- Purchases or costs for development of new instructional resources
- Student assistant salaries, including fringe benefits charges as applicable, along with a description of duties
- Travel to acquire necessary project resources or to obtain training
- Project-related consultant costs
- One month of summer salary (including fringe benefits charges) to be paid as direct compensation for those on 8- to 10-month base salaries and to cover release time for those on 12-month base salaries
- Note: Unacceptable budget items include travel and maintenance costs for participation at professional meetings, subscriptions and professional journal costs, editorial assistance, and release time, except for faculty on 12-month base salaries.
- Required Letter(s) of Support for the proposal from the project director(s), department chair, or dean in non-departmental schools
- Required Appendix consisting of most recent course syllabus
- Optional Appendices for references, figures and tables, and/or additional letters of support
If your Pre-Proposal is approved, you will be notified by Jan. 15, 2020 and asked to submit a Full Proposal. Full Proposals may be sent to Lorna Kearns at email@example.com. Full Proposals will be due on March 30, 2020.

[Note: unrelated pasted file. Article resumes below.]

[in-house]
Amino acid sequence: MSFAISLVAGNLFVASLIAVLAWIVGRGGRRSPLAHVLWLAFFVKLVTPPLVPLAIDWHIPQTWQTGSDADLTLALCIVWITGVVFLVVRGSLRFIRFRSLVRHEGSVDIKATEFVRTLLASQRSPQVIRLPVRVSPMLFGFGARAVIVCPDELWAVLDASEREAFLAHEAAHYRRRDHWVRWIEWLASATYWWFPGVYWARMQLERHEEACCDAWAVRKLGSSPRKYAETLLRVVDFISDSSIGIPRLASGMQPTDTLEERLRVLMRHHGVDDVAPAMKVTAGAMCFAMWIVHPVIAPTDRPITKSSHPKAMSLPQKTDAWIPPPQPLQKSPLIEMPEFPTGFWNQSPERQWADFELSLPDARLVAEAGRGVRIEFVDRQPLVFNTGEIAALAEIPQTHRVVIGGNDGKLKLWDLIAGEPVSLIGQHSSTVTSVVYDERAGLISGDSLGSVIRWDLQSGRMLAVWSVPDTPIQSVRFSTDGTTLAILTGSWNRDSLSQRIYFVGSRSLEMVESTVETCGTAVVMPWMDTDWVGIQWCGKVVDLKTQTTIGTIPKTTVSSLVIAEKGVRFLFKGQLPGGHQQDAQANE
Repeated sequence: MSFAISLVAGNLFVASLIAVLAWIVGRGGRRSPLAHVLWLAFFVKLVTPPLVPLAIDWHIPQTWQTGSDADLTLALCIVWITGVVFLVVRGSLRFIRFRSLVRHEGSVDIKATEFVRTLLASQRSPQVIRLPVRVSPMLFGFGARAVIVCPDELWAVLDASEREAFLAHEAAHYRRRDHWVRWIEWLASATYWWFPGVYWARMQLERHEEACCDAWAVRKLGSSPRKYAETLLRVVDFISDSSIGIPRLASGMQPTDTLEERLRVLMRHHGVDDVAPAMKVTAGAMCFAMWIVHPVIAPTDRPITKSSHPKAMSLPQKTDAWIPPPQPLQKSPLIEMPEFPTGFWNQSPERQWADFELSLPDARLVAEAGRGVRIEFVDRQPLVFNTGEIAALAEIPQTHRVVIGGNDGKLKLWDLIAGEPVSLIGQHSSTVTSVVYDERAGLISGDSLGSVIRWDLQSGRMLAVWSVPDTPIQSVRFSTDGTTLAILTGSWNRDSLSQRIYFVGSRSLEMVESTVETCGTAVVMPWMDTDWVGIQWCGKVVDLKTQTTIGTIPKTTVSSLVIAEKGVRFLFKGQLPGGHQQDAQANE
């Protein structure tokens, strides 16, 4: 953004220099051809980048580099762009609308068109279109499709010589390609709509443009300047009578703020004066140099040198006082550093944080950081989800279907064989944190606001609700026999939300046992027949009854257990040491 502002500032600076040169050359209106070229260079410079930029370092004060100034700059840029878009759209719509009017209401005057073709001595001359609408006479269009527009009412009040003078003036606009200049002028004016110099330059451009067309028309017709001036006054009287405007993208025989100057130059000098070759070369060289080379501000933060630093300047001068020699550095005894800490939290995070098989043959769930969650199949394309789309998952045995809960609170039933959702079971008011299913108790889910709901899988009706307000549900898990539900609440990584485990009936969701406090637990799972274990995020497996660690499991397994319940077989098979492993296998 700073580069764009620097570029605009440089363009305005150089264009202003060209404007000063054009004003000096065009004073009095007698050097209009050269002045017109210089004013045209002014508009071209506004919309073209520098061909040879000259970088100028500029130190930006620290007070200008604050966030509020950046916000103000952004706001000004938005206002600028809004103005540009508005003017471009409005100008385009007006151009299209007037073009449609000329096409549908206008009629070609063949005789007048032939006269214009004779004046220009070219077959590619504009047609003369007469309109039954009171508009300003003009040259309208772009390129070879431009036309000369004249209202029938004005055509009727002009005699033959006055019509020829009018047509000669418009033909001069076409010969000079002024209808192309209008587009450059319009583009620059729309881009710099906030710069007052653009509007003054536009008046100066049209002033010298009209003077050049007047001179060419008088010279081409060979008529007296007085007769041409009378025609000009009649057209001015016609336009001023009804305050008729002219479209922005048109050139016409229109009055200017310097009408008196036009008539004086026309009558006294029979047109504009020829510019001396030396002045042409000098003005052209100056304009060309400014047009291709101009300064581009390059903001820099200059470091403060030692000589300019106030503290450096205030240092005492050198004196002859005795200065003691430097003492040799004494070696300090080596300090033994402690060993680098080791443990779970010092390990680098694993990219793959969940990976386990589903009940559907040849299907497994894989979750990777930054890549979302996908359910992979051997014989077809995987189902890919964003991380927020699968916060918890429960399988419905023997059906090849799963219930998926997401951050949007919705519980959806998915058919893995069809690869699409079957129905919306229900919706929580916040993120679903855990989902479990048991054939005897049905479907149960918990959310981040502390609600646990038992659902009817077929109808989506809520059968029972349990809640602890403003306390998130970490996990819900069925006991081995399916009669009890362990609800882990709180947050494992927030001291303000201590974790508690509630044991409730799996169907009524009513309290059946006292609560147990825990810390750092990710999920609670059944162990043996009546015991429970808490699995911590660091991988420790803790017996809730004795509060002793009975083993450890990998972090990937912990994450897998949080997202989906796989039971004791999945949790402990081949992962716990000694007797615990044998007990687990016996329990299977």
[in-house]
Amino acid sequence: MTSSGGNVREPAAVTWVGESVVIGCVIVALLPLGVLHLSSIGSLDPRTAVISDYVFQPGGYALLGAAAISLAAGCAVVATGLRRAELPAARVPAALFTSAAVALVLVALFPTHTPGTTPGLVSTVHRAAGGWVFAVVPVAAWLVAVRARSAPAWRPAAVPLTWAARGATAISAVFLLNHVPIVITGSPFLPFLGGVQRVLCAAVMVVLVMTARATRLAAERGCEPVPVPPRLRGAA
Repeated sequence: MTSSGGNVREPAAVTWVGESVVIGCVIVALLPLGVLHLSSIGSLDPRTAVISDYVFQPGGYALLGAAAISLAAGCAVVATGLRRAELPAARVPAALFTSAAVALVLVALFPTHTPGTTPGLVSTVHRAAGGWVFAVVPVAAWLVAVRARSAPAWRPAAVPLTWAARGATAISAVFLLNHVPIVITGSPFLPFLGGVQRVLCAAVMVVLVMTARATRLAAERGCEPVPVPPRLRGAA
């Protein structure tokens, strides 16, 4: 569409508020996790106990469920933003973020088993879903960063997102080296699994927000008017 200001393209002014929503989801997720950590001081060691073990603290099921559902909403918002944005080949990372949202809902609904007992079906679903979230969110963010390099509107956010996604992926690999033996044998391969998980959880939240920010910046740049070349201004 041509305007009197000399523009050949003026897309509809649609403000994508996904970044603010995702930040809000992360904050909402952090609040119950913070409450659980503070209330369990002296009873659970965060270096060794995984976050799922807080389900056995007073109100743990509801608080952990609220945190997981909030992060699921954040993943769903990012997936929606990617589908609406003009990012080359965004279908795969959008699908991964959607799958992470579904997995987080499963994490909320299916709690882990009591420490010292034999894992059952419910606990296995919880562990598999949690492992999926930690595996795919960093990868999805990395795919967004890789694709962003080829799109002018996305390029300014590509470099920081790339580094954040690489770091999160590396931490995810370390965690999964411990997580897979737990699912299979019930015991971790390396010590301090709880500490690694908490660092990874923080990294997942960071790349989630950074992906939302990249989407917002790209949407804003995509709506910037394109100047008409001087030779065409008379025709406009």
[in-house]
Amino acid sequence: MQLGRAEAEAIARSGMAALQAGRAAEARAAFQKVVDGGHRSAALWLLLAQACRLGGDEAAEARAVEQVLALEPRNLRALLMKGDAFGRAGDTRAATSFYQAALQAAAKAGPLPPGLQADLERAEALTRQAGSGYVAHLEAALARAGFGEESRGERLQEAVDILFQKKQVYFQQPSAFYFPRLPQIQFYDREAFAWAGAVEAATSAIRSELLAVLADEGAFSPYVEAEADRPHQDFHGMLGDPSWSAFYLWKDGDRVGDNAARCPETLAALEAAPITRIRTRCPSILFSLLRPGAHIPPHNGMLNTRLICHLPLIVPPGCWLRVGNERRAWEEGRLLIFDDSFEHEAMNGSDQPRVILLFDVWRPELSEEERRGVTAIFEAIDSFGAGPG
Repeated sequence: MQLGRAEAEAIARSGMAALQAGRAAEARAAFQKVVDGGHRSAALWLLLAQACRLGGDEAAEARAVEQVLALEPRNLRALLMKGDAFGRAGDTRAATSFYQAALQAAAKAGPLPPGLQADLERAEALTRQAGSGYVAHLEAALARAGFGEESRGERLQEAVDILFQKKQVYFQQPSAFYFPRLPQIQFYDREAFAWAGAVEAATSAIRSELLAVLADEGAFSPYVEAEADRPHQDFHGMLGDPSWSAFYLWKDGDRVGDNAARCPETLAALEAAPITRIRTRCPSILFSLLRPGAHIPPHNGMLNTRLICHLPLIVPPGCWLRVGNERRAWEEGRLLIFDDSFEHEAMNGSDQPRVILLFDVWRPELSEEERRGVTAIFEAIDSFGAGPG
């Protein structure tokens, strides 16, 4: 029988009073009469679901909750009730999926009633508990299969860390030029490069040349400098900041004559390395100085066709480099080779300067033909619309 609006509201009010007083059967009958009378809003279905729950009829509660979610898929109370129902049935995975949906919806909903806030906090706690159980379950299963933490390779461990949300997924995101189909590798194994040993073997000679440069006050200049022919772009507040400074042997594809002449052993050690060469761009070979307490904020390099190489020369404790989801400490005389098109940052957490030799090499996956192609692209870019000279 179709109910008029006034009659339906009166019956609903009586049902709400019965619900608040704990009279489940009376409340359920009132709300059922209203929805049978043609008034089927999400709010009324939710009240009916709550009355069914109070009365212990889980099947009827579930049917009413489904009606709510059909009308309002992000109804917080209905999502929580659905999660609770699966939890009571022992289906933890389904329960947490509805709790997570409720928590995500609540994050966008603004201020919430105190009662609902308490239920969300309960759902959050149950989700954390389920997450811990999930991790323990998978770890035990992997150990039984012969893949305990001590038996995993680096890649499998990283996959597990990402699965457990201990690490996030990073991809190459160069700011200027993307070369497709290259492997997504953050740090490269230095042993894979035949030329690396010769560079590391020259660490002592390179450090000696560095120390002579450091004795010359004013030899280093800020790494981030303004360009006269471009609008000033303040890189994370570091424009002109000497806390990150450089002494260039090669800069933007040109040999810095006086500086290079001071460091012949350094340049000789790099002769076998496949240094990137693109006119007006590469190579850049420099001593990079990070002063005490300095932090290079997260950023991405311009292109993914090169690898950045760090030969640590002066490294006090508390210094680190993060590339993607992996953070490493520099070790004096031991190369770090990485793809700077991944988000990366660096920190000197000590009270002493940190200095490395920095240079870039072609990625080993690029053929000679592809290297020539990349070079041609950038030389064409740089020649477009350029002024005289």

Faculty interested in redesigning an entire course with enrollment greater than 100 are encouraged to apply. Pre-proposals and full proposals must be approved by the appropriate chair, dean, or campus president. Faculty are strongly encouraged to work with the University Center for Teaching and Learning to develop ideas and identify evidence-based project goals prior to submitting the pre-proposal and full proposal.
Preference will be given to:
- Courses that impact large numbers of students
- Projects redesigning whole courses rather than individual sections
- General education and introductory courses
- Courses with documented high Drop/Fail/Withdraw (DFW) rates
- Demonstrated buy-in and support from departmental faculty, chair, dean, or campus president
- Plan for sustainability
- Use of strategies to leverage technology
For more information, contact Lorna Kearns, director of Next Generation Learning, at firstname.lastname@example.org.